Heart Rate Reduction Induced by the If Current Inhibitor Ivabradine Improves Diastolic Function and Attenuates Cardiac Tissue Hypoxia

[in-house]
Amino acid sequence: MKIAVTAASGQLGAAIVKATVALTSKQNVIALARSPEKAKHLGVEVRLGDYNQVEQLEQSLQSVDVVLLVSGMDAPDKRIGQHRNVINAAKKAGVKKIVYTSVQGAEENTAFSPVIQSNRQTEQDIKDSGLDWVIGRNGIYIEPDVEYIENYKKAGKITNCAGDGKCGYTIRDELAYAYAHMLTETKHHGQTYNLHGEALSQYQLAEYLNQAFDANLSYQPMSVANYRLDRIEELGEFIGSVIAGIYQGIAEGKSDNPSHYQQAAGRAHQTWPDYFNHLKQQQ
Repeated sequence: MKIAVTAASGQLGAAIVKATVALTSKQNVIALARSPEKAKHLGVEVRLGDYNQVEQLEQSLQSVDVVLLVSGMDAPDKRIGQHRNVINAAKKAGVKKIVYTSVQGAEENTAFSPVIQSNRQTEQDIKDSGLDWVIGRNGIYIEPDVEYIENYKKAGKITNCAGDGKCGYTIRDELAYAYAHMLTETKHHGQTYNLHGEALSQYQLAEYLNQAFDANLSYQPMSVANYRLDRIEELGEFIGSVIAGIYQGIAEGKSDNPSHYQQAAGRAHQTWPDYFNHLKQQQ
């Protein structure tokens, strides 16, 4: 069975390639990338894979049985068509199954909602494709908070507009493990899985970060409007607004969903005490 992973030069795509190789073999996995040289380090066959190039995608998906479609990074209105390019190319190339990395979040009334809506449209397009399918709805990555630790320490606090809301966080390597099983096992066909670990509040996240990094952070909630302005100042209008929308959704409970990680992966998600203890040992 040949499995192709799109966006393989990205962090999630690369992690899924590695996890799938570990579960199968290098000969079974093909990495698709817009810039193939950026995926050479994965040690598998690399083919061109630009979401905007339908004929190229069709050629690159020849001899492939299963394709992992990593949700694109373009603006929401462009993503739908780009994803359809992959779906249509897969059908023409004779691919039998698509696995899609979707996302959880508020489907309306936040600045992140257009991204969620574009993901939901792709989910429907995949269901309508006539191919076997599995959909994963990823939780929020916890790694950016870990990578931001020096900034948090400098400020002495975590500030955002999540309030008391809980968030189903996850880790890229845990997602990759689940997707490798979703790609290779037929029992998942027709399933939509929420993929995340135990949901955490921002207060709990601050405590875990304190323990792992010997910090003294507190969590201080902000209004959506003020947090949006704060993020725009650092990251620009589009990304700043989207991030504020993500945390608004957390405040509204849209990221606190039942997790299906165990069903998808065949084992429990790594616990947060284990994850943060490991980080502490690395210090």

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AimsEnhanced heart rate (HR) is a compensatory mechanism in chronic heart failure (CHF), preserving cardiac output, but at the cost of increased left ventricular (LV) oxygen consumption and impaired diastolic function. The HR reduction (HRR) induced by the If current inhibitor ivabradine prevents LV systolic dysfunction in CHF, but whether HRR improves LV diastolic function is unknown.MethodsLV diastolic function and remodeling were assessed in rats with CHF after coronary ligation after long-term (90 days, starting 7 days after ligation) and delayed short-term (4 days, starting 93 days after ligation) ivabradine treatment (10 mg·kg−1·d−1).ResultsLong- and short-term HRR reduced LV end-diastolic pressure, LV relaxation, and LV end-diastolic pressure–volume relation. Simultaneously, LV hypoxia-inducible factor-1α expression was reduced. Long-term and, to a more marked extent, short-term HRR increased endothelial cell proliferation, associated after long-term HRR with the prevention of CHF-related LV capillary rarefaction. Long-term and, to a lesser extent, short-term HRR increased endothelial nitric oxide synthase expression, associated after long-term HRR with improved nitric oxide–dependent coronary vasodilatation.ConclusionsLong-term HRR induced by ivabradine improves diastolic LV function probably involving attenuated hypoxia, reduced remodeling, and/or preserved nitric oxide bioavailability, resulting from processes triggered early after HRR initiation: angiogenesis and/or preservation of endothelial nitric oxide synthase expression.

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